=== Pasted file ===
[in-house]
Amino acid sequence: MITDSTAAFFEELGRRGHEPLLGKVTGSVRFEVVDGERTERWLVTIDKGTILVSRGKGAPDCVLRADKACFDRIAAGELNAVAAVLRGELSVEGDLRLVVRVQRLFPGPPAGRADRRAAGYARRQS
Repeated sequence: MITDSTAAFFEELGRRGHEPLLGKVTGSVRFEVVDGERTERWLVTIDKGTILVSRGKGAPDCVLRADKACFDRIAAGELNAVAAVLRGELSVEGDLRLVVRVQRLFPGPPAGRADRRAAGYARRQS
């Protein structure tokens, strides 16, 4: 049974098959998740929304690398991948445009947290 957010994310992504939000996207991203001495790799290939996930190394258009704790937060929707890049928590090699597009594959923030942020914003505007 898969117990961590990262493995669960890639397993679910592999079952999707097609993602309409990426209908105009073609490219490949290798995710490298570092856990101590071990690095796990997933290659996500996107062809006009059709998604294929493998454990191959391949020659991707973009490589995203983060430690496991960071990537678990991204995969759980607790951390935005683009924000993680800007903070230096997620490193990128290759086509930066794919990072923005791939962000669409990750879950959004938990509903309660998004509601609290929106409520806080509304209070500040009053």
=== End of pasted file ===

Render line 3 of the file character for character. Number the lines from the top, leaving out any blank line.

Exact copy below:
Repeated sequence: MITDSTAAFFEELGRRGHEPLLGKVTGSVRFEVVDGERTERWLVTIDKGTILVSRGKGAPDCVLRADKACFDRIAAGELNAVAAVLRGELSVEGDLRLVVRVQRLFPGPPAGRADRRAAGYARRQS